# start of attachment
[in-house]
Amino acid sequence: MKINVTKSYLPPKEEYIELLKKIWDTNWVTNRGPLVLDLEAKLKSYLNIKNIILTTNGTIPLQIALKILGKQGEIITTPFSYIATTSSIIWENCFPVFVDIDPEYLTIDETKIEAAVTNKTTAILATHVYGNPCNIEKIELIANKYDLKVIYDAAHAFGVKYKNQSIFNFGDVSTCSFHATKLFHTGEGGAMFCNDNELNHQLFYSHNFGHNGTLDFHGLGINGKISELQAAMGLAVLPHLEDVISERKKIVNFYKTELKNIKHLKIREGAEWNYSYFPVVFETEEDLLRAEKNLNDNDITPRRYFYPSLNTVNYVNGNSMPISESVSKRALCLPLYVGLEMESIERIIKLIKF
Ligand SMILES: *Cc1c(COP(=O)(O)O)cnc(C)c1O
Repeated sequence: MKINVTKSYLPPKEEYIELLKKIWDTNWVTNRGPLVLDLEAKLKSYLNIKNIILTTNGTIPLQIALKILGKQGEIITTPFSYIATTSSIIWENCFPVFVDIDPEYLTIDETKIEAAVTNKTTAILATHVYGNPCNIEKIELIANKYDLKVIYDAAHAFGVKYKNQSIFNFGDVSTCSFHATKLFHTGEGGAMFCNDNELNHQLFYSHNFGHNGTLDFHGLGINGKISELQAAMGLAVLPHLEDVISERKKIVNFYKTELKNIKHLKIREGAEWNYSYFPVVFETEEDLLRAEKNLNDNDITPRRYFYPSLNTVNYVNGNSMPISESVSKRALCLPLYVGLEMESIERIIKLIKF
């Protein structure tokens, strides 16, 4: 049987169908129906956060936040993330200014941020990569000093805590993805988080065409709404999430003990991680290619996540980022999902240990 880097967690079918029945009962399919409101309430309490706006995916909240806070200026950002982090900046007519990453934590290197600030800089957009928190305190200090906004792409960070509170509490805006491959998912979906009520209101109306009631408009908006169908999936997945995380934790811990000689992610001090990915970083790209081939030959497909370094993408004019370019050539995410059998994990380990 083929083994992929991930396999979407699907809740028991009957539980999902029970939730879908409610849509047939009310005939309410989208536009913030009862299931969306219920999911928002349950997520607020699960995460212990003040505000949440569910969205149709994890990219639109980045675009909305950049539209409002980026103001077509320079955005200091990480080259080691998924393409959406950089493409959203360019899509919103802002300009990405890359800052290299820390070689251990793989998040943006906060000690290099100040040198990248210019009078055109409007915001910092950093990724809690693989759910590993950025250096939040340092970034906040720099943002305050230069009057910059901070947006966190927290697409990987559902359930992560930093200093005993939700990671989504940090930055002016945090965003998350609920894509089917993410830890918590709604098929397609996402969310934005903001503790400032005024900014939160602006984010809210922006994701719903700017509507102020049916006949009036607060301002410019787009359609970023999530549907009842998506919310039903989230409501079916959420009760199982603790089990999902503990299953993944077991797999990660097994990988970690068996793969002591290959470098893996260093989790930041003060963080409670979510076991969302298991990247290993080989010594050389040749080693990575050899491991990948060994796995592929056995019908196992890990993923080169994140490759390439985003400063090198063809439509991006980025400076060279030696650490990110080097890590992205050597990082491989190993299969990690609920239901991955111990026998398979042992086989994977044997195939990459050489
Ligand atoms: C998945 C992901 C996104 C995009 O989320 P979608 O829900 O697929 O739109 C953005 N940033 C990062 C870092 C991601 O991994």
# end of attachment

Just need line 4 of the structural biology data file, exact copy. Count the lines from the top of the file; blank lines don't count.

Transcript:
Repeated sequence: MKINVTKSYLPPKEEYIELLKKIWDTNWVTNRGPLVLDLEAKLKSYLNIKNIILTTNGTIPLQIALKILGKQGEIITTPFSYIATTSSIIWENCFPVFVDIDPEYLTIDETKIEAAVTNKTTAILATHVYGNPCNIEKIELIANKYDLKVIYDAAHAFGVKYKNQSIFNFGDVSTCSFHATKLFHTGEGGAMFCNDNELNHQLFYSHNFGHNGTLDFHGLGINGKISELQAAMGLAVLPHLEDVISERKKIVNFYKTELKNIKHLKIREGAEWNYSYFPVVFETEEDLLRAEKNLNDNDITPRRYFYPSLNTVNYVNGNSMPISESVSKRALCLPLYVGLEMESIERIIKLIKF